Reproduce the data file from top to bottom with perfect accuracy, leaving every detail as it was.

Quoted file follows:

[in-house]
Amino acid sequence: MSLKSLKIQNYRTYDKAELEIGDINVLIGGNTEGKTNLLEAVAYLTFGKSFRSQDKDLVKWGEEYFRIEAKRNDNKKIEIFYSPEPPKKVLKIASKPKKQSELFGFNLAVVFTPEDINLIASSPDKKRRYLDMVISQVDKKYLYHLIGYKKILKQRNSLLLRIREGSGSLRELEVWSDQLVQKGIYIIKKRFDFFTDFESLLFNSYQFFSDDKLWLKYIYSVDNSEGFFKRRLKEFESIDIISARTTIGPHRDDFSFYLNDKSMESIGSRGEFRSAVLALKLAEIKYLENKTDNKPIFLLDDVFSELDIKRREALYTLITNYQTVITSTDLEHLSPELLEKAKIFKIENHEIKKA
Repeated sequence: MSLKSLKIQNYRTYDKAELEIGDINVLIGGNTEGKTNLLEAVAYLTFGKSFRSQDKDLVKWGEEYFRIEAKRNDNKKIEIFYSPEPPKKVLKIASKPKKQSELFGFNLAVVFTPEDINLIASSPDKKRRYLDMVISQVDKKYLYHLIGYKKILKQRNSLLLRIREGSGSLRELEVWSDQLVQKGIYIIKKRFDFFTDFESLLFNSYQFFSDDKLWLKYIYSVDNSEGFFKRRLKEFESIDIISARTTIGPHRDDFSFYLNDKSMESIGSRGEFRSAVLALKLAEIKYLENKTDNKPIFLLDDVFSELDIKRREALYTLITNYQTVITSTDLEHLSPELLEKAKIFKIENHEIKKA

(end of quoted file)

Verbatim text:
[in-house]
Amino acid sequence: MSLKSLKIQNYRTYDKAELEIGDINVLIGGNTEGKTNLLEAVAYLTFGKSFRSQDKDLVKWGEEYFRIEAKRNDNKKIEIFYSPEPPKKVLKIASKPKKQSELFGFNLAVVFTPEDINLIASSPDKKRRYLDMVISQVDKKYLYHLIGYKKILKQRNSLLLRIREGSGSLRELEVWSDQLVQKGIYIIKKRFDFFTDFESLLFNSYQFFSDDKLWLKYIYSVDNSEGFFKRRLKEFESIDIISARTTIGPHRDDFSFYLNDKSMESIGSRGEFRSAVLALKLAEIKYLENKTDNKPIFLLDDVFSELDIKRREALYTLITNYQTVITSTDLEHLSPELLEKAKIFKIENHEIKKA
Repeated sequence: MSLKSLKIQNYRTYDKAELEIGDINVLIGGNTEGKTNLLEAVAYLTFGKSFRSQDKDLVKWGEEYFRIEAKRNDNKKIEIFYSPEPPKKVLKIASKPKKQSELFGFNLAVVFTPEDINLIASSPDKKRRYLDMVISQVDKKYLYHLIGYKKILKQRNSLLLRIREGSGSLRELEVWSDQLVQKGIYIIKKRFDFFTDFESLLFNSYQFFSDDKLWLKYIYSVDNSEGFFKRRLKEFESIDIISARTTIGPHRDDFSFYLNDKSMESIGSRGEFRSAVLALKLAEIKYLENKTDNKPIFLLDDVFSELDIKRREALYTLITNYQTVITSTDLEHLSPELLEKAKIFKIENHEIKKA